How to Read Lord of the Rings — Chronological and Publication Guide

How to Read Lord of the Rings — Chronological and Publication Guide

J. R. R. Tolkien has created a beautiful, unique, and intricate universe with the LOTR stories, some of which are yet to the translated to the screen.

A high-production value show like LOTR: The Rings of Power sure can pull you right back into the Lord of the Rings universe. Let’s not forget how amazing the LOTR and Hobbit film series were as well! 

If watching either the TV show or the films has inspired you to read the books as well, let me guide you with the next steps. Here is how to read Lord of the Rings in chronological order and by publication date.  

1. How many books are there in Lord of the Rings?

Lord of the Rings is one epic novel made up of six volumes. Besides this, the series also contains prequels such as The Hobbit and The Silmarillion, three novels that form the Great Tales series, and over a dozen standalone novellas.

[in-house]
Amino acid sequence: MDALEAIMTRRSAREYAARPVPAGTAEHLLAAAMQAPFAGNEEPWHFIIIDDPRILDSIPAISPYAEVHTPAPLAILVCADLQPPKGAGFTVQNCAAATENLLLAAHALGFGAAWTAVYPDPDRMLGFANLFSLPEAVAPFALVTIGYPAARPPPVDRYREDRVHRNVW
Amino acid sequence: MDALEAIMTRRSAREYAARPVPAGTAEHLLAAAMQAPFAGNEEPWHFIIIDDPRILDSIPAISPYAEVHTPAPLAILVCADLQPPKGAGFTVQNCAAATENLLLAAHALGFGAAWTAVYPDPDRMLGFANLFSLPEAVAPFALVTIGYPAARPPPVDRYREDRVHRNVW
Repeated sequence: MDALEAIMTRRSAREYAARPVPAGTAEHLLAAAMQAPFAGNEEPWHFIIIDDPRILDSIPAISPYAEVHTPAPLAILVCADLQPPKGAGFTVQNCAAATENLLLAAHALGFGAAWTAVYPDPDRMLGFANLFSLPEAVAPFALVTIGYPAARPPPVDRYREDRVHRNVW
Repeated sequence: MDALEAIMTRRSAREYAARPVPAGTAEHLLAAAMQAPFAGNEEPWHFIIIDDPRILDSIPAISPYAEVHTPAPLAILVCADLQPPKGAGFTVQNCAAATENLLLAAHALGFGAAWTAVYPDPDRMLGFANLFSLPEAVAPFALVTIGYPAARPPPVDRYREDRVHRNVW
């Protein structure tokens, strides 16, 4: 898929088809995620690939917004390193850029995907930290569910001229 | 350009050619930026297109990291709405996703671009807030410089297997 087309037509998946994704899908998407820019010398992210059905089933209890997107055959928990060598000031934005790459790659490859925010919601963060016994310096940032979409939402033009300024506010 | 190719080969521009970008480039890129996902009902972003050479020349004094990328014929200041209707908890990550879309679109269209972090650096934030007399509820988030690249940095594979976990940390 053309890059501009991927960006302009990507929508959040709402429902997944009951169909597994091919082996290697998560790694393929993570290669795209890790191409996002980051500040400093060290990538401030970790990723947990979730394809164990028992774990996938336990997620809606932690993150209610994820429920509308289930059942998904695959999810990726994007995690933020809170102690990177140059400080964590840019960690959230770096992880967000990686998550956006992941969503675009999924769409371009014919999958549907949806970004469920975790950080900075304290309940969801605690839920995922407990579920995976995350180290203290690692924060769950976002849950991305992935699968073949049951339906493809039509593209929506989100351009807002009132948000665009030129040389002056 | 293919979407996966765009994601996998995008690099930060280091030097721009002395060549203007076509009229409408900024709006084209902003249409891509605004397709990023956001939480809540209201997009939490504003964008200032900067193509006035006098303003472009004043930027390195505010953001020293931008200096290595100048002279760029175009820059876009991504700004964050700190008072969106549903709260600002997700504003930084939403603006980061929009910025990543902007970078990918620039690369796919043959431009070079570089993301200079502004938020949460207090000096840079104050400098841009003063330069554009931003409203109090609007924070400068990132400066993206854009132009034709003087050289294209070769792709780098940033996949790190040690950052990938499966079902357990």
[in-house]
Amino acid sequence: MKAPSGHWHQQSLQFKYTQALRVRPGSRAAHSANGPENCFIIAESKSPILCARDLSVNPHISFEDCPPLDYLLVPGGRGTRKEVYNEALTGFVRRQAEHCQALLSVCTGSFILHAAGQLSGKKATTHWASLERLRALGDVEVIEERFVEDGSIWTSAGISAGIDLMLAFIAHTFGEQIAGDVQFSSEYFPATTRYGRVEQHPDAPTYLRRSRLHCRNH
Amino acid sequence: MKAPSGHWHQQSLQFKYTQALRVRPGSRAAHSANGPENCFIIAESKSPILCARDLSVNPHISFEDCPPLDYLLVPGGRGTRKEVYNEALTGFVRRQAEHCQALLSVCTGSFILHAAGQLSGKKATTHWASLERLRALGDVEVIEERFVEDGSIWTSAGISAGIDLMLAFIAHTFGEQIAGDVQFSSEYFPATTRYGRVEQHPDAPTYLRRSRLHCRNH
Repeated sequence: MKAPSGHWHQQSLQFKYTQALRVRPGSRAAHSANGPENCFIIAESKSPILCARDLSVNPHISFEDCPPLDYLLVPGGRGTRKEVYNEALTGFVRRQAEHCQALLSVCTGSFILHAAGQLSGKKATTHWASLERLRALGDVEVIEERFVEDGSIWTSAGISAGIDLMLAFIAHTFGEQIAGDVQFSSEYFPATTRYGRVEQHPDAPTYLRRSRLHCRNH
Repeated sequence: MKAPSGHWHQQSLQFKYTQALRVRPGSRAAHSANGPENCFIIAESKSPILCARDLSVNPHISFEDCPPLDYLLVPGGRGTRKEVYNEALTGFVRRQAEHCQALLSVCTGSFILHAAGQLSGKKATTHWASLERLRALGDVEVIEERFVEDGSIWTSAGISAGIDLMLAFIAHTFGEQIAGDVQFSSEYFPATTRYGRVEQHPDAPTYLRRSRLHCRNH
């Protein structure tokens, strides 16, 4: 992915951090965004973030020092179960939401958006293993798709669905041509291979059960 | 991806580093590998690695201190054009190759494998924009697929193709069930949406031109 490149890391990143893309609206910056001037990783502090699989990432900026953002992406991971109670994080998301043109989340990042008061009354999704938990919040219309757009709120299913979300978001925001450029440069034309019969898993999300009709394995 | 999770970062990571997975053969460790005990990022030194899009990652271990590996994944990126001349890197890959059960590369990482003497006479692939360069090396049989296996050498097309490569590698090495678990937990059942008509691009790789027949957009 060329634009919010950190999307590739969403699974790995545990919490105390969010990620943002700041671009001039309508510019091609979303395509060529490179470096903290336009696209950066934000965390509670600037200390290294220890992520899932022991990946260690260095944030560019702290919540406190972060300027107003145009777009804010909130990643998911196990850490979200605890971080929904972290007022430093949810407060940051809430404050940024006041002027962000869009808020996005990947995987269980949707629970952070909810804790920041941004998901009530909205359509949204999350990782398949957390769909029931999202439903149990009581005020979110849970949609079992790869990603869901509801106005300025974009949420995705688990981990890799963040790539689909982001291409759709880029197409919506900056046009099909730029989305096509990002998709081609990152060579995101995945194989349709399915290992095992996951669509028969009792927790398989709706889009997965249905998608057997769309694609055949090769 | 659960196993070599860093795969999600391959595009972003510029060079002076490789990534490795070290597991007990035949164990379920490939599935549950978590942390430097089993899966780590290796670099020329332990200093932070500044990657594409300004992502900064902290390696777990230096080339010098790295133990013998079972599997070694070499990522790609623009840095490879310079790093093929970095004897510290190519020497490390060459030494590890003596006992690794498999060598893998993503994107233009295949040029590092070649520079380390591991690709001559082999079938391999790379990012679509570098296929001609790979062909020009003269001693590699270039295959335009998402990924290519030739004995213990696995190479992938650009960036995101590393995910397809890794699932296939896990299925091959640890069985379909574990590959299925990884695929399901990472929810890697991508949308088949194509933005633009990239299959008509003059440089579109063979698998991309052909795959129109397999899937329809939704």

How to Read Lord of the Rings — Chronological and Publication Guide
The Hobbit | Source: IMDb

2. Prequels

The Hobbit: J. R. R. Tolkien first penned down The Hobbit, which was the first ever book in the LOTR series. The hermit hobbit, Bilbo Baggins, is forced into an expedition where he must help some craft dwarves reclaim their treasure from a snooty dragon. Oh, and Bilbo discovers a magical, dangerous ring! 

After it was well-received, he expanded the story to the immersive Lord of the Rings world we know and enjoy today. 

The Great Tales of Middle-Earth: Along with being standalone, these tales are also predecessors to the Lord of the Rings saga. There are three novels in this series:

  • The Children of Hurin: A dark depiction of punished dealt out to Hurin, a great warrior who dares to defy Morgoth. 
  • Beren and Luthien: A tragic romance tale of the mortal man, Beren, and the immortal elf, Luthien. 
  • The Fall of Gondolin: Elvish lore outlining the tragedy that strikes once Morgorth discovers the location of the secret, hidden elven utopia called Gondolin.